At present, local governments decide who should be given priority for vaccinations within the framework set up by the national government. Fukuoka City has given priority to nursing home workers, childcare workers, teachers and staff at schools and others who have a lot of contact with the elderly and children. The Tokyo metropolitan government has also indicated that police officers and firefighters will be given priority to receive vaccinations.

There are also voices calling for shelving the issue of fairness for the time being and focusing on the prevention of infection.

In late April, Shumpei Takemori, a senior researcher at the Research Institute of Economy, Trade and Industry, said at a meeting of the government’s Council on Economic and Fiscal Policy that vaccines should be given to medical workers first in areas like Osaka where the spread of the infection is severe. The association of mayors of 20 ordinance-designated cities, chaired by Yokohama Mayor Fumiko Hayashi, has also called for a “strategic supply” of vaccines to urban areas where “population and the flow of people are concentrated.”

But local governments are opposed to such ideas. Tottori Gov. Shinji Hirai compared the matter to Ryunosuke Akutagawa’s novel “Kumo no Ito” (The Spider’s Thread), saying “The vaccine is the thread of a spider. We won’t be able to escape the quagmire if we don’t go forward, sharing the vaccine with everyone.”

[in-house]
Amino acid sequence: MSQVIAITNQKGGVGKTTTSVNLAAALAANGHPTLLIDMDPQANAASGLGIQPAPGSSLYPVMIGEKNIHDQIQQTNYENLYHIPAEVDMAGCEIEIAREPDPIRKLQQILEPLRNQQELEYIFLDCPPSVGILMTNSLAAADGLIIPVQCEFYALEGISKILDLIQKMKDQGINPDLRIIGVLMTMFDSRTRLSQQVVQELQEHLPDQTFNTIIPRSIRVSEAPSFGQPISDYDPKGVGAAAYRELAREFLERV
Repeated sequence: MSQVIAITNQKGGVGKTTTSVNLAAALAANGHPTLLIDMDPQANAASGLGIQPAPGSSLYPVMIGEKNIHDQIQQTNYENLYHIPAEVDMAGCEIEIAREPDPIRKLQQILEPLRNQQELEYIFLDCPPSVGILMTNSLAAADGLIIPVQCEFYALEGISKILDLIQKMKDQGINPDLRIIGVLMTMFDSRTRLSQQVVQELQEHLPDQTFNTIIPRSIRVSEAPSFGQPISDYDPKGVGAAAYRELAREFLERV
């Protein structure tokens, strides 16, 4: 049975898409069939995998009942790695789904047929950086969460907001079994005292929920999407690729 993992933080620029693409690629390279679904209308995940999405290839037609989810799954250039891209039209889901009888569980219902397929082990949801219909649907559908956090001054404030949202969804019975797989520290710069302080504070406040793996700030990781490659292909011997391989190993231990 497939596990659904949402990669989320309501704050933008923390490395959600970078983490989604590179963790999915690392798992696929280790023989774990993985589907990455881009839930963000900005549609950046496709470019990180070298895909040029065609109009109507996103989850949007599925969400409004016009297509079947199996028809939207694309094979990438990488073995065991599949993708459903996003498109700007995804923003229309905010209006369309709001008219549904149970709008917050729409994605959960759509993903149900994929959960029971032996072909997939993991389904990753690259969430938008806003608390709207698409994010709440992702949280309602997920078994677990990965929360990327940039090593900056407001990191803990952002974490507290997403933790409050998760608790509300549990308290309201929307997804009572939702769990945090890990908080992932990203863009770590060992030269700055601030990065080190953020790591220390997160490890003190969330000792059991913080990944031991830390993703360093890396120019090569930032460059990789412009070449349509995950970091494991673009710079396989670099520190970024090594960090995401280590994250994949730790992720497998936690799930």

In “Kumo no Ito,” the Buddha takes the silvery thread of a spider in paradise and lowers it down into hell for a sinner struggling in a pool of blood. The sinner begins to climb the thread. But as soon as he notices that others have started climbing up the thread after him, he shouts that the thread is just for himself. Thereupon, the thread breaks, causing him and the other sinners fall back into the pond.

“Is the weight of life different between big cities and rural areas?” Hirai asked.

It must be the role of politics to decide who should be given priority for vaccination based on a balance of local circumstances, fairness and efficiency, and to provide residents with sufficient explanations.